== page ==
Before an increasingly nervous studio brass, Schary stated that the “Ten were not guilty of anything,” and that there was no proof they were bent on overthrowing the government by force. Moreover, he refused to fire Scott and Dmytryk. Nevertheless, Schary was given the thankless chore of informing the Ten they were fired and henceforth blacklisted from studio employment.

By far, the liberal who expended the most energy on the Ten’s behalf was Phillip Dunne. When his friend Ring Lardner Jr. was fired from Twentieth Century Fox, Dunne was going to quit the studio. Lardner talked him out of it, and for the remainder, Dunne expressed self-disgust for staying on (“I earned the medal, ‘the Order of the Chicken’”).

But Dunne did try to stop the blacklist in the Screen Writers Guild and testified as a character witness for Dalton Trumbo during the latter’s trial. He also gave money to the families of the Ten.

And along with other anti-Communist but anti-blacklist liberals, Dunne formed a group to “limit the scope” of the blacklist. Mutating out of the blacklist, he believed, was a “gray list:” “people who could be hired, but just to be on the safe side, better not.” Along with Ronald Reagan and Dore Schary, Dunne got fifteen people off the gray list.

From the vantage point of 70 years, it is readily apparent that both HUAC and the Ten were mirror images of each other. HUAC member, John Rankin, was an equal opportunity racist, employing racial epithets on the floor of Congress. Of those who supported the Ten, Rankin spewed out anti-Semitism:

“They sent this petition to Congress, and I want to read you some of their names. One of the names is June Havoc. We found her real name is June Hovick. Another one was Danny Kaye, and we found out his real name was David Daniel Kaminsky…They are attacking the Committee for doing its duty to protect this country and save the American people from the horrible fate the Communists have meted out to the unfortunate Christian people of Europe.”

Although not as racist in tone, the Ten did defend the actions of Adolf Hitler during the early years of World War II when the dictator had signed a military partnership (billed as a “Non-Aggression Pact”) with their beloved Stalin. Trumbo mitigated the treatment meted out to the conquered France by their Nazi occupiers by stating “To the vanquished all conquerors are inhuman,” and declared Great Britain, then being bombed daily by Hitler, as more “fascist” than Germany (the best example of the pro-Hitlerism of the Party, in general, came when a Party member, upon hearing that Hitler had just conquered France in 1940, exclaimed “We’ve taken Paris!”).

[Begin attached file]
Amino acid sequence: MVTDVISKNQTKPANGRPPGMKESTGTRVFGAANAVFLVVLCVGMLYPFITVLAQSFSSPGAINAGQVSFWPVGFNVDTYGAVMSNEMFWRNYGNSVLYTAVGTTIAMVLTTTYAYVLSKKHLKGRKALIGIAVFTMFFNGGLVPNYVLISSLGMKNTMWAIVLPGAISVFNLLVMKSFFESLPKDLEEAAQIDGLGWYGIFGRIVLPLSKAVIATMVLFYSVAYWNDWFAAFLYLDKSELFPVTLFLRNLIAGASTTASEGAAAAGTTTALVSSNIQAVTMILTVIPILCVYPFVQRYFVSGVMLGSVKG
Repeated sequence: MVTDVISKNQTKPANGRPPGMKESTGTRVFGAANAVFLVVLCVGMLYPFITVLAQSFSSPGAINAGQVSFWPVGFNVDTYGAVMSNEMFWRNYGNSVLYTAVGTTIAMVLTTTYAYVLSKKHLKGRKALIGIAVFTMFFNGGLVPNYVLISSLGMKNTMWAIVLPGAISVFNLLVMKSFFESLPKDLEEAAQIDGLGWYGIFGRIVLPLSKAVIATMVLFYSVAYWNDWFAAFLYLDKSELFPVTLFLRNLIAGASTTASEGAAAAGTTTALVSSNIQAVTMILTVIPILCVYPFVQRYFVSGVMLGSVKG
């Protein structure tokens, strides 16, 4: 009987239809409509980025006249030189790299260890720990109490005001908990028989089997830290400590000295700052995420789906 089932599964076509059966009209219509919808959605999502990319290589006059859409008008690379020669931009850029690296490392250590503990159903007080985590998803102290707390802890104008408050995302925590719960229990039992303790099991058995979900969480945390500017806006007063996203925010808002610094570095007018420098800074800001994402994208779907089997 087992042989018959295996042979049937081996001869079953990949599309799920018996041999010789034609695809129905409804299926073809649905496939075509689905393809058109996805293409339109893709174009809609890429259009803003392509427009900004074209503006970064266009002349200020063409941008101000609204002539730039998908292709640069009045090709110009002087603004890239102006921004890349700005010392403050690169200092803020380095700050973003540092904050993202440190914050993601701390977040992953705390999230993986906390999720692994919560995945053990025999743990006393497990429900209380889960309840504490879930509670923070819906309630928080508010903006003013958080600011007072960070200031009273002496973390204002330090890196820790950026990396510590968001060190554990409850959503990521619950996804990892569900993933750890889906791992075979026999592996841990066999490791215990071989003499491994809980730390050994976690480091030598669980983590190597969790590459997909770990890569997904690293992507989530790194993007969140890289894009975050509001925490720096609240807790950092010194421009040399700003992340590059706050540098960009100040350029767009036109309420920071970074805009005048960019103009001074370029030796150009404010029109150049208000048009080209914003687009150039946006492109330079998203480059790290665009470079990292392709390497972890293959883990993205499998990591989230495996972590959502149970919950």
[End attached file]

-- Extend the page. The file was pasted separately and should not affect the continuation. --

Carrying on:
Nor were they supporters of free speech for all as they portrayed themselves to be before HUAC. When an anti-Communist submitter argued that the editor of the Hollywood magazine, The Screenwriter, Dalton Trumbo, should print his rejected article as an example of “the free exchange of ideas, Trumbo replied:

“It is difficult to support your belief in the “inalienable right of man’s mind to be exposed to any thought whatsoever, however intolerable that thought might be to anyone else.” Frequently such a right encroaches upon the right of others to their lives. It was this “inalienable” right in Fascist countries which directly resulted in the slaughter of five million Jews.”

This was in 1945, two years before the hearings. And not even during the hearings, when the Ten were potentially on the ropes changed this view that “fascists” (a wide category for Party members as they once applied that term to the FDR they were now claiming) were ineligible for free speech protections.

Behind closed doors, Lawson instructed his fellow members that “you do not believe in free speech for fascists,” only for Communists, based on his Manichean belief that “what” {Communists} say is true,” and what fascists declare “is a lie.”

Lawson and his group had spent the decade before blasting even those liberals who went to bat for them in 1947 as little more than Nazis. During the Non-Aggression Pact period, when Roosevelt was steadily moving in an anti-Nazi direction, Dunne and his fellow liberal actor Melvyn Douglas, tried to get a resolution passed in the Hollywood Anti-Nazi League to express support for FDR’s foreign policy. Communist members immediately attacked them in terms they would dust off in 1947—as “red-baiting” Nazis.

Reviewing, The Front (1976), a movie about the injustices of the blacklist, Pauline Kael blamed Communists partly for their plight because “they nowhere to turn…because they had denounced the anti-Communist left as ‘fascist.”

But as evidenced by the CFFA, “fascists” did try to help for a time, and one wonders if had the roles been reversed, would the Ten have gone to bat for them.

Based on what we know about the Ten’s free speech views, the answer probably would have been “no.”

Ron Capshaw is a Senior Contributor to The Liberty Conservative from Midlothian, Va. His work has appeared in National Review, The Weekly Standard, and the American Spectator.

  • Steve Burstein

    June Havoc wasn’t Jewish. Why was it anti-Semitic to mention her real name?

  • Steve Burstein

    I was reading the transcripts of the 1947 Huac Motion Picture hearings, and anyone expecting hysterical racist yahoo Elmer Gantry “Santa Claus must be a Communist because he wears a red suit” ravings will be disappointed. The arguments of the “Inquisitors” were reasonable and well thought out, the accusations were not willy-nilly, and I couldn’t find much anti-Semitism in there(Morrie Ryskind was one of the friendly witnesses). Do commutators today even bother to read the actual transcripts?